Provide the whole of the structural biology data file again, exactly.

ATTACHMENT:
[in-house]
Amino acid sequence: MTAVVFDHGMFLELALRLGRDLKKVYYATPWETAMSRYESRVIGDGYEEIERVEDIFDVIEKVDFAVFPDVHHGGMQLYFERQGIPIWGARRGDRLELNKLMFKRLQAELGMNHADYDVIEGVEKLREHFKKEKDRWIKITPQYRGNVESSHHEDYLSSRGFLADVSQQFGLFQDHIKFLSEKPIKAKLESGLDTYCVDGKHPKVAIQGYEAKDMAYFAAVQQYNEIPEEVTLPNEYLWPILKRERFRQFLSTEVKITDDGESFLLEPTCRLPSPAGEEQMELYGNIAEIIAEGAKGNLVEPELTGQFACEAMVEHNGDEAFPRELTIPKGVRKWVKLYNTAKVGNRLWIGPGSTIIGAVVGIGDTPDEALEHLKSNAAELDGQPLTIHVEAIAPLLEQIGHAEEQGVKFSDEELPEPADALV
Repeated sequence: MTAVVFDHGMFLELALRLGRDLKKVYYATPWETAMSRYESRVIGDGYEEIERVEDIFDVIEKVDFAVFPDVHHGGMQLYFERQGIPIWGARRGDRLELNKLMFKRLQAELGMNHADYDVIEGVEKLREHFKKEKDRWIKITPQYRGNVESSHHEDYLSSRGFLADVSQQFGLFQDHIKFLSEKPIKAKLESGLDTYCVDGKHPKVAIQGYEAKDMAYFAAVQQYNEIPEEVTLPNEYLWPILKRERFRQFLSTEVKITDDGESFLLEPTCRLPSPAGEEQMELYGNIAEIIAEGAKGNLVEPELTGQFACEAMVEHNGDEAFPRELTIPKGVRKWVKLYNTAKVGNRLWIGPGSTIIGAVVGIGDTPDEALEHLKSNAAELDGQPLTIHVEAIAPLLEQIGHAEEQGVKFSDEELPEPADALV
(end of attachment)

[in-house]
Amino acid sequence: MTAVVFDHGMFLELALRLGRDLKKVYYATPWETAMSRYESRVIGDGYEEIERVEDIFDVIEKVDFAVFPDVHHGGMQLYFERQGIPIWGARRGDRLELNKLMFKRLQAELGMNHADYDVIEGVEKLREHFKKEKDRWIKITPQYRGNVESSHHEDYLSSRGFLADVSQQFGLFQDHIKFLSEKPIKAKLESGLDTYCVDGKHPKVAIQGYEAKDMAYFAAVQQYNEIPEEVTLPNEYLWPILKRERFRQFLSTEVKITDDGESFLLEPTCRLPSPAGEEQMELYGNIAEIIAEGAKGNLVEPELTGQFACEAMVEHNGDEAFPRELTIPKGVRKWVKLYNTAKVGNRLWIGPGSTIIGAVVGIGDTPDEALEHLKSNAAELDGQPLTIHVEAIAPLLEQIGHAEEQGVKFSDEELPEPADALV
Repeated sequence: MTAVVFDHGMFLELALRLGRDLKKVYYATPWETAMSRYESRVIGDGYEEIERVEDIFDVIEKVDFAVFPDVHHGGMQLYFERQGIPIWGARRGDRLELNKLMFKRLQAELGMNHADYDVIEGVEKLREHFKKEKDRWIKITPQYRGNVESSHHEDYLSSRGFLADVSQQFGLFQDHIKFLSEKPIKAKLESGLDTYCVDGKHPKVAIQGYEAKDMAYFAAVQQYNEIPEEVTLPNEYLWPILKRERFRQFLSTEVKITDDGESFLLEPTCRLPSPAGEEQMELYGNIAEIIAEGAKGNLVEPELTGQFACEAMVEHNGDEAFPRELTIPKGVRKWVKLYNTAKVGNRLWIGPGSTIIGAVVGIGDTPDEALEHLKSNAAELDGQPLTIHVEAIAPLLEQIGHAEEQGVKFSDEELPEPADALV